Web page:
Marcus’ newfound passion developed just ahead of the coming zeitgeist whereby all things BBQ became very popular indeed; Pitt Cue went from a food truck on London’s South Bank to a bricks-and-mortar restaurant in 2012; New York’s Meatopia festival, a bacchanalian celebration of fire-cooked meat, came to the UK in 2013 (with Marcus crowned as King of Meatopia in its inaugural year); and well-known chefs and TV presenters were suddenly publishing books and presenting cookery shows all about BBQ.
With interest in barbeque continuing to grow, Marcus started running classes out of his home 6 years ago, moving the school to its new dedicated farm site a year back. His focus now remains the same as it was then: “to give people the skills and confidence to be able to enjoy cooking outdoors no matter what their experience”
The Intermediate Class runs for five hours during the afternoon and evening, the first four of which are spent learning, and the last hour eating the very delicious results of that learning!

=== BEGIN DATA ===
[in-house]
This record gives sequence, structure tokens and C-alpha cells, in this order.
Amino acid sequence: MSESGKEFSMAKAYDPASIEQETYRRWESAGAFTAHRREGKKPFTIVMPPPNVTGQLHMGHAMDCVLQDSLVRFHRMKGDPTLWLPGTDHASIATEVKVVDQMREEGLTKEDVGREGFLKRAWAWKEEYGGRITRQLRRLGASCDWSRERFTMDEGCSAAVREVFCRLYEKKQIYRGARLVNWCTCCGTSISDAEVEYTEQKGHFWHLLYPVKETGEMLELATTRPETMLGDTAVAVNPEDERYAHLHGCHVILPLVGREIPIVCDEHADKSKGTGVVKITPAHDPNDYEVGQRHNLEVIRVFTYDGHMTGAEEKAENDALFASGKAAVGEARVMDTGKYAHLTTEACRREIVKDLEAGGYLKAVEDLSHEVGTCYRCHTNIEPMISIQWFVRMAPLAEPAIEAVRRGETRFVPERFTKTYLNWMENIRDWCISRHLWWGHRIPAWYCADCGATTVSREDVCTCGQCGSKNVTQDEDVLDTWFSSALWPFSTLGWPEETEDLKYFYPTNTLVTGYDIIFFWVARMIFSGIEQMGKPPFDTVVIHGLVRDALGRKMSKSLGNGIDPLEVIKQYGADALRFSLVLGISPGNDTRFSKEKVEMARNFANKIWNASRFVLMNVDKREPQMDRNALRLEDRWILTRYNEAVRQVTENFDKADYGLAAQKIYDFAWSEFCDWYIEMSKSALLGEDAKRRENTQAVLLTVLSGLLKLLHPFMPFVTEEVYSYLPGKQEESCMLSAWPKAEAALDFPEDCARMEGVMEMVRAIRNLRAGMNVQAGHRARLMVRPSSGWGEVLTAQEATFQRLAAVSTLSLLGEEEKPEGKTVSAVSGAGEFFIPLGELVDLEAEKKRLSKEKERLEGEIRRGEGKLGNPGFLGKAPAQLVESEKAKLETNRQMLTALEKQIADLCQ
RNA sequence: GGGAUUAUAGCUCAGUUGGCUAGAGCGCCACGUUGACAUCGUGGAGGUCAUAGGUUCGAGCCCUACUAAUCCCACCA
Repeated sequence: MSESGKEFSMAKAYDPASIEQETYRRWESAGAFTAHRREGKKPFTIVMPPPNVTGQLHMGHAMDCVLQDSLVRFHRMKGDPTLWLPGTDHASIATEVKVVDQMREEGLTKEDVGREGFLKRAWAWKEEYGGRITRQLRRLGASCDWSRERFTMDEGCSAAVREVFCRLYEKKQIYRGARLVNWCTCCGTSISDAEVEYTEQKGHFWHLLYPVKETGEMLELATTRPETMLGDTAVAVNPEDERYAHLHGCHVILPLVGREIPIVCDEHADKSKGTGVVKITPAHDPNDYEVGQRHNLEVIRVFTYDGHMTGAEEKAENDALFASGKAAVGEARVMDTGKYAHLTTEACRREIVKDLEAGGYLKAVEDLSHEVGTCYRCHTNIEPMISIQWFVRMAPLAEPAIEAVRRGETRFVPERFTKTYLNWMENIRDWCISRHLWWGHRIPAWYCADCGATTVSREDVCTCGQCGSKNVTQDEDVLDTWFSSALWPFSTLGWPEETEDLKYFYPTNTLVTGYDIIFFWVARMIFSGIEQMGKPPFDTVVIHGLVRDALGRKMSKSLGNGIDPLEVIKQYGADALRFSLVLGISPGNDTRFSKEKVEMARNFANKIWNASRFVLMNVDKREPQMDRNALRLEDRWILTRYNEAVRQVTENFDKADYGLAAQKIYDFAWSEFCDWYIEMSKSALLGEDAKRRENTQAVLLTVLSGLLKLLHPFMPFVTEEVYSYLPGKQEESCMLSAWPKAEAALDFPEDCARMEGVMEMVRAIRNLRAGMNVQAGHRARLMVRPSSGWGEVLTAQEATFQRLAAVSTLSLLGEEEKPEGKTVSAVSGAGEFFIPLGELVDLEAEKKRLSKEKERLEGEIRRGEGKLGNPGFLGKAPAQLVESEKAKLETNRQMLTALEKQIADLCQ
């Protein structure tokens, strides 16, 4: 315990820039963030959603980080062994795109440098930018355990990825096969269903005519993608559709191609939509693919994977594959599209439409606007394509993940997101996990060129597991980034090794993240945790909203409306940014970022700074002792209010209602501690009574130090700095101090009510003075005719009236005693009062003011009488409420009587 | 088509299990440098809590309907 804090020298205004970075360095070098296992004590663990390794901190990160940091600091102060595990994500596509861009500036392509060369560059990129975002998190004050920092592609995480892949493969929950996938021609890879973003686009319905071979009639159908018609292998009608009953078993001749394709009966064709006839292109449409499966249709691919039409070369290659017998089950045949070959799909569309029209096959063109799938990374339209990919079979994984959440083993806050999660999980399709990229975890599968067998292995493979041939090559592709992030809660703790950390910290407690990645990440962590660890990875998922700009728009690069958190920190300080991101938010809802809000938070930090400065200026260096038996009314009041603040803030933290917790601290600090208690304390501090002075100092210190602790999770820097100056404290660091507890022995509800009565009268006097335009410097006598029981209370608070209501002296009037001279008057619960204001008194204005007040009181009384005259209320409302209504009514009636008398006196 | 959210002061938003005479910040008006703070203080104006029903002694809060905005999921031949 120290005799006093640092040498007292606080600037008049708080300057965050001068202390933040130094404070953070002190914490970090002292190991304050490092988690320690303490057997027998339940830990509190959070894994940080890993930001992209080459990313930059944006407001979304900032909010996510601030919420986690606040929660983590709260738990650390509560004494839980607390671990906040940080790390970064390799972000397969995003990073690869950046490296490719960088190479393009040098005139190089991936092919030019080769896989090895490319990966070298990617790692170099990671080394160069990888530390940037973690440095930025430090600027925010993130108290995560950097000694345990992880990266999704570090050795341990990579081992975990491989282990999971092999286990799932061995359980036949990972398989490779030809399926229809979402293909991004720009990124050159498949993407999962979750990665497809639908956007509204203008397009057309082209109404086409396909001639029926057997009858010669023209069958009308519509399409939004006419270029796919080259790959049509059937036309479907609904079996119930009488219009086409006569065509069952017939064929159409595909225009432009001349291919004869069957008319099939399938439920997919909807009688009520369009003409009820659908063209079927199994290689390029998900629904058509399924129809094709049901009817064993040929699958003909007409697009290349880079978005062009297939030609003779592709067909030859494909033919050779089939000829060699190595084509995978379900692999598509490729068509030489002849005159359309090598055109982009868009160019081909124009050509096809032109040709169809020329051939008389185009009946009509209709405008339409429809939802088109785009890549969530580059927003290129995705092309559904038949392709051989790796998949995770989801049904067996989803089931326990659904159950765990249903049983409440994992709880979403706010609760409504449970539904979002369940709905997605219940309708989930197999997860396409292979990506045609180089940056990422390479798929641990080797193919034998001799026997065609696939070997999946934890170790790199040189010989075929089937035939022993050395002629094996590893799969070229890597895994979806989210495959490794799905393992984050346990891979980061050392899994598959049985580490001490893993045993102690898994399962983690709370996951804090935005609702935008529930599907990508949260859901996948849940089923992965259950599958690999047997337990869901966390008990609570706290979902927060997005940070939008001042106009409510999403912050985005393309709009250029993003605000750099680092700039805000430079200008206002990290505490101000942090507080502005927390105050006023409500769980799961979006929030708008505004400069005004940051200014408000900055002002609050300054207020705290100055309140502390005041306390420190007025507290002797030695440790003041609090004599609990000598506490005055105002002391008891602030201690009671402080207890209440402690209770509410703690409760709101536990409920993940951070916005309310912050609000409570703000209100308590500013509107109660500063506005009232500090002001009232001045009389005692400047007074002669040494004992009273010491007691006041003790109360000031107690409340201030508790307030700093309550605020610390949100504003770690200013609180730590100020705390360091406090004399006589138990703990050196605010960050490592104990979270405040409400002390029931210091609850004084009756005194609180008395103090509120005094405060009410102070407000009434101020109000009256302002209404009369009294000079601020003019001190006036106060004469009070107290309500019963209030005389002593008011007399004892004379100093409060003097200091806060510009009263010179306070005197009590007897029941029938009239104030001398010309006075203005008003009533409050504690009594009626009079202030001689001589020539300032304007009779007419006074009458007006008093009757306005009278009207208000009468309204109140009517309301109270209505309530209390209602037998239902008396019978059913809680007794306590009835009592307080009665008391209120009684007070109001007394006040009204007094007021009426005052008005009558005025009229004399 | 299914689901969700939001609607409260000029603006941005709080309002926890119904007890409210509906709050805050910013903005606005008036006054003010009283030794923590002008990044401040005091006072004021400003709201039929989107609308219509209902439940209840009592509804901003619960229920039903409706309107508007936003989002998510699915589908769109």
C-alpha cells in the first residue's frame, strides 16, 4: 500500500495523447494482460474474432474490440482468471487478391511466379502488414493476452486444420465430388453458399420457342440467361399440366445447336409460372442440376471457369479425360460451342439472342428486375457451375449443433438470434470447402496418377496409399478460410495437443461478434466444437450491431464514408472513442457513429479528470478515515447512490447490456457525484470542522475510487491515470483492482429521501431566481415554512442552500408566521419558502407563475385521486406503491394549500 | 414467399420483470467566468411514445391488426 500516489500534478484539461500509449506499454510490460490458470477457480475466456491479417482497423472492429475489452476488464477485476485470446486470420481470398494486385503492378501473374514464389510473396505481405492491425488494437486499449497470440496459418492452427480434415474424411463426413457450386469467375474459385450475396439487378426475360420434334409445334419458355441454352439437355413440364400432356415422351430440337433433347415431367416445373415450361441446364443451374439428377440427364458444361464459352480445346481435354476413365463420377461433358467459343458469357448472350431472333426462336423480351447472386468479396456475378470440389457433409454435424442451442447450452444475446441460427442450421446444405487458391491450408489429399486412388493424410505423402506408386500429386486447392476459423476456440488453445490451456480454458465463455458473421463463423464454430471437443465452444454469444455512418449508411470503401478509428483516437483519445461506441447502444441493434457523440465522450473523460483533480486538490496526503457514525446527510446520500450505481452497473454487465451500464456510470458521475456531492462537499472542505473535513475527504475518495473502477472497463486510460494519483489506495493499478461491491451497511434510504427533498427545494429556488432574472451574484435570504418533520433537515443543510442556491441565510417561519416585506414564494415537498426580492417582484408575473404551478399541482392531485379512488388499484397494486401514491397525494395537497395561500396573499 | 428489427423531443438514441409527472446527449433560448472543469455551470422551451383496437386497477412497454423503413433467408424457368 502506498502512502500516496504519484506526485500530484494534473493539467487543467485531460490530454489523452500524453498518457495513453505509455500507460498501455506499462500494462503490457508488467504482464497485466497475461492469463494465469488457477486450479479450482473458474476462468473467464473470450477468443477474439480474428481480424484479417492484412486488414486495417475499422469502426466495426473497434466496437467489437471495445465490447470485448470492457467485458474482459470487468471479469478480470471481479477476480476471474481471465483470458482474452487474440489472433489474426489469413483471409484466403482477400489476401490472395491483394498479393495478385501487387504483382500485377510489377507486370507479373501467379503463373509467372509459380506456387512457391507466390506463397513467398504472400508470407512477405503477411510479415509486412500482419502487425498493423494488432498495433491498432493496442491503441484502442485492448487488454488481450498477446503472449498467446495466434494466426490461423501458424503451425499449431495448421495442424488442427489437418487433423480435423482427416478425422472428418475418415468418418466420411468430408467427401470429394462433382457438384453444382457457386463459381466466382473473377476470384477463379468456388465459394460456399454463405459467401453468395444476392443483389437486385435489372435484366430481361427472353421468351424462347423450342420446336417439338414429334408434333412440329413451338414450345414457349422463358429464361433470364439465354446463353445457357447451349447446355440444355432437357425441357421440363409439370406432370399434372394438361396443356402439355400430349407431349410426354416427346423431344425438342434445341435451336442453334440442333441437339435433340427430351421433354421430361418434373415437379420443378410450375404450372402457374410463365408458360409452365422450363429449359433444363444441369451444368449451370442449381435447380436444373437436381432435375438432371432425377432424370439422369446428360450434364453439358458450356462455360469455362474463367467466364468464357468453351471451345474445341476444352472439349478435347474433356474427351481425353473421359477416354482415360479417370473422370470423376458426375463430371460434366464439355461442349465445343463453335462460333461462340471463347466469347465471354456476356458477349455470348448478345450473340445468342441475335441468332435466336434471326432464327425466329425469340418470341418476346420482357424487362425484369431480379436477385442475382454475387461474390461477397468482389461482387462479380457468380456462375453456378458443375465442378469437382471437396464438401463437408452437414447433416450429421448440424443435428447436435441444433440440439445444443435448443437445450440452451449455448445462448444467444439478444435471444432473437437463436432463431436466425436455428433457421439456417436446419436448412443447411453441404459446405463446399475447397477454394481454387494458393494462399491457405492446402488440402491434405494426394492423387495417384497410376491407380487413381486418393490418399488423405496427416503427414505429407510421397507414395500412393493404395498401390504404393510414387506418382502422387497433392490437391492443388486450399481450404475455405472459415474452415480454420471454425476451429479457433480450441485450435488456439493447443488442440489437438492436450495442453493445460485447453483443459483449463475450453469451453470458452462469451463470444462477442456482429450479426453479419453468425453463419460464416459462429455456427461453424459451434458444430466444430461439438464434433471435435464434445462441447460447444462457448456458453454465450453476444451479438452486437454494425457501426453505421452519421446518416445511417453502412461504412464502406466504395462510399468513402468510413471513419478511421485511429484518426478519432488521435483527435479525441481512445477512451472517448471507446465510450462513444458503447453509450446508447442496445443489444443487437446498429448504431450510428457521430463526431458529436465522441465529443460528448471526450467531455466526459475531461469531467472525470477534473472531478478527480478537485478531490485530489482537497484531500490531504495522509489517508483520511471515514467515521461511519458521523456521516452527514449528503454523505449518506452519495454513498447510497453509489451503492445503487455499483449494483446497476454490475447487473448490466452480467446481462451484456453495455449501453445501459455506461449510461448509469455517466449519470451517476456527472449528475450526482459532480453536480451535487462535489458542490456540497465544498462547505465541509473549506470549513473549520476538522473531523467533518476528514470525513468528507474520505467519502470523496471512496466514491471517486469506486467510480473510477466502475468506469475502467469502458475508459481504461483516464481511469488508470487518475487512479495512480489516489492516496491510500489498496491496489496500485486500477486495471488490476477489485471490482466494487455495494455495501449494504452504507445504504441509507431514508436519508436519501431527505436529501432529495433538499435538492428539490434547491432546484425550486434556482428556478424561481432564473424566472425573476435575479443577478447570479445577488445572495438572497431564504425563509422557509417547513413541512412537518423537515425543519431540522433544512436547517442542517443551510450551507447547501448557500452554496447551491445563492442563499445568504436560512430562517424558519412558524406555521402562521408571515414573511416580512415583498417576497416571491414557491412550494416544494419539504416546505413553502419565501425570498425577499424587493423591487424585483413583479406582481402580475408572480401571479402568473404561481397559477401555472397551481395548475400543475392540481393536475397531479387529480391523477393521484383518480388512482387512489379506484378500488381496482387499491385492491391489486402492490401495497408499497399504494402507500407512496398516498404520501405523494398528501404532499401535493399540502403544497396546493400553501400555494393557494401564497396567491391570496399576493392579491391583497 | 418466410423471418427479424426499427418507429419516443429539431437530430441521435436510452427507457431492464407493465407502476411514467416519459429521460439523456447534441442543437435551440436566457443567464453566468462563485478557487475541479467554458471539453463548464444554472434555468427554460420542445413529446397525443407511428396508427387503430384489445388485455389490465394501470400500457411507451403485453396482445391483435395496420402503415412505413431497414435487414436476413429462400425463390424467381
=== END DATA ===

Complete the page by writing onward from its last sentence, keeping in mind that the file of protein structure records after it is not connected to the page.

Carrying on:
The classroom space is split into three main areas, a central seating area with fur-covered benches around a couple of small fire-pits, a dining area with lots of different barbeques to one side, and a second barbeque area where Marcus stores yet more barbeque equipment including a pizza oven, dedicated smokers, and a tandoori oven.
There are ten students in our class today, and we’re offered coffee and pork crackling on arrival, and some delicious pork belly burnt ends soon after (with buns and condiments provided). Students don’t go hungry on a UK BBQ School course!
While we are stuffing our mouths, Marcus runs through of what we’ll be making, and introduces Sue Stoneman, who is helping him today. Sue is also a home cook, blogger, food writer and barbeque enthusiast, and runs the school’s BBQ Cooking and Baking class.